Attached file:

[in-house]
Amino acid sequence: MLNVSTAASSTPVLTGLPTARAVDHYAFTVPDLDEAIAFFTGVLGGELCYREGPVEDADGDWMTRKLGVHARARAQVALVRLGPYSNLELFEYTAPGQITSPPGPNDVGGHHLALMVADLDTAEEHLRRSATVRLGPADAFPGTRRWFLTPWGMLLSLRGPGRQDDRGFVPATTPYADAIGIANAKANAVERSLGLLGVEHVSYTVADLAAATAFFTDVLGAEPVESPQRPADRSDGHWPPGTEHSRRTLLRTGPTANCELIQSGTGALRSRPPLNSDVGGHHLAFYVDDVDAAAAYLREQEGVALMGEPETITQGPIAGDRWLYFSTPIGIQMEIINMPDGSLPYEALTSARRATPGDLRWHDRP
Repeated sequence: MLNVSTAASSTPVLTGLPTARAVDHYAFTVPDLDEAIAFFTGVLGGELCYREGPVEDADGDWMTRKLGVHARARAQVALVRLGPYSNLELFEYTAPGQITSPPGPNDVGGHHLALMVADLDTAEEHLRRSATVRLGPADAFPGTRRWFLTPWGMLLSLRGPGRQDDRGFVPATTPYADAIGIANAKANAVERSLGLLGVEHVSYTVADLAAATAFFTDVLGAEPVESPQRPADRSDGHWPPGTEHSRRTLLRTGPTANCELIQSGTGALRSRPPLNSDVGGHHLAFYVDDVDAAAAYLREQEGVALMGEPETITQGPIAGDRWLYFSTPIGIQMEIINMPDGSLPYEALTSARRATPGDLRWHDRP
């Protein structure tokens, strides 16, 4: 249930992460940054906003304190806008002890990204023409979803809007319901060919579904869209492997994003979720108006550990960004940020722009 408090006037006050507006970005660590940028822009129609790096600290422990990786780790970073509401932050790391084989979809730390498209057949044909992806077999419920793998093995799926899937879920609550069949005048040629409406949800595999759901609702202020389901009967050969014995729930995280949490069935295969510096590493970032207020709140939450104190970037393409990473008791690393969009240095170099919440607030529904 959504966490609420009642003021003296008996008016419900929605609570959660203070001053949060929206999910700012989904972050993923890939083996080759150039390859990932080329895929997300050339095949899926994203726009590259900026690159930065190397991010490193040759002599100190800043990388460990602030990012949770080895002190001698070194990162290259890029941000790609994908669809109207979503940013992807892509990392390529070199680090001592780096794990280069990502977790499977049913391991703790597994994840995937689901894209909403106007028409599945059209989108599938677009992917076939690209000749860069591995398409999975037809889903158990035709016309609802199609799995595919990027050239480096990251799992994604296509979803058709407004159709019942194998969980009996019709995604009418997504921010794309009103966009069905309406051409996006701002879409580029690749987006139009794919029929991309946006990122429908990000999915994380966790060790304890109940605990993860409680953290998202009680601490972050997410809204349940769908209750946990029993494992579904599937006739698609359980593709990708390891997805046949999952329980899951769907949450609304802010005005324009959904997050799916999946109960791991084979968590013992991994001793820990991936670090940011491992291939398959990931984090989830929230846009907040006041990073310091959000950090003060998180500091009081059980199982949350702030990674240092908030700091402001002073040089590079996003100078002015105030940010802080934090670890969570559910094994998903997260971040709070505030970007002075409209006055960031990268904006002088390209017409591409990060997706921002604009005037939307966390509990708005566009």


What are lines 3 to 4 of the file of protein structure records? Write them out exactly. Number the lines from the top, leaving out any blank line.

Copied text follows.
Repeated sequence: MLNVSTAASSTPVLTGLPTARAVDHYAFTVPDLDEAIAFFTGVLGGELCYREGPVEDADGDWMTRKLGVHARARAQVALVRLGPYSNLELFEYTAPGQITSPPGPNDVGGHHLALMVADLDTAEEHLRRSATVRLGPADAFPGTRRWFLTPWGMLLSLRGPGRQDDRGFVPATTPYADAIGIANAKANAVERSLGLLGVEHVSYTVADLAAATAFFTDVLGAEPVESPQRPADRSDGHWPPGTEHSRRTLLRTGPTANCELIQSGTGALRSRPPLNSDVGGHHLAFYVDDVDAAAAYLREQEGVALMGEPETITQGPIAGDRWLYFSTPIGIQMEIINMPDGSLPYEALTSARRATPGDLRWHDRP
């Protein structure tokens, strides 16, 4: 249930992460940054906003304190806008002890990204023409979803809007319901060919579904869209492997994003979720108006550990960004940020722009 408090006037006050507006970005660590940028822009129609790096600290422990990786780790970073509401932050790391084989979809730390498209057949044909992806077999419920793998093995799926899937879920609550069949005048040629409406949800595999759901609702202020389901009967050969014995729930995280949490069935295969510096590493970032207020709140939450104190970037393409990473008791690393969009240095170099919440607030529904 959504966490609420009642003021003296008996008016419900929605609570959660203070001053949060929206999910700012989904972050993923890939083996080759150039390859990932080329895929997300050339095949899926994203726009590259900026690159930065190397991010490193040759002599100190800043990388460990602030990012949770080895002190001698070194990162290259890029941000790609994908669809109207979503940013992807892509990392390529070199680090001592780096794990280069990502977790499977049913391991703790597994994840995937689901894209909403106007028409599945059209989108599938677009992917076939690209000749860069591995398409999975037809889903158990035709016309609802199609799995595919990027050239480096990251799992994604296509979803058709407004159709019942194998969980009996019709995604009418997504921010794309009103966009069905309406051409996006701002879409580029690749987006139009794919029929991309946006990122429908990000999915994380966790060790304890109940605990993860409680953290998202009680601490972050997410809204349940769908209750946990029993494992579904599937006739698609359980593709990708390891997805046949999952329980899951769907949450609304802010005005324009959904997050799916999946109960791991084979968590013992991994001793820990991936670090940011491992291939398959990931984090989830929230846009907040006041990073310091959000950090003060998180500091009081059980199982949350702030990674240092908030700091402001002073040089590079996003100078002015105030940010802080934090670890969570559910094994998903997260971040709070505030970007002075409209006055960031990268904006002088390209017409591409990060997706921002604009005037939307966390509990708005566009």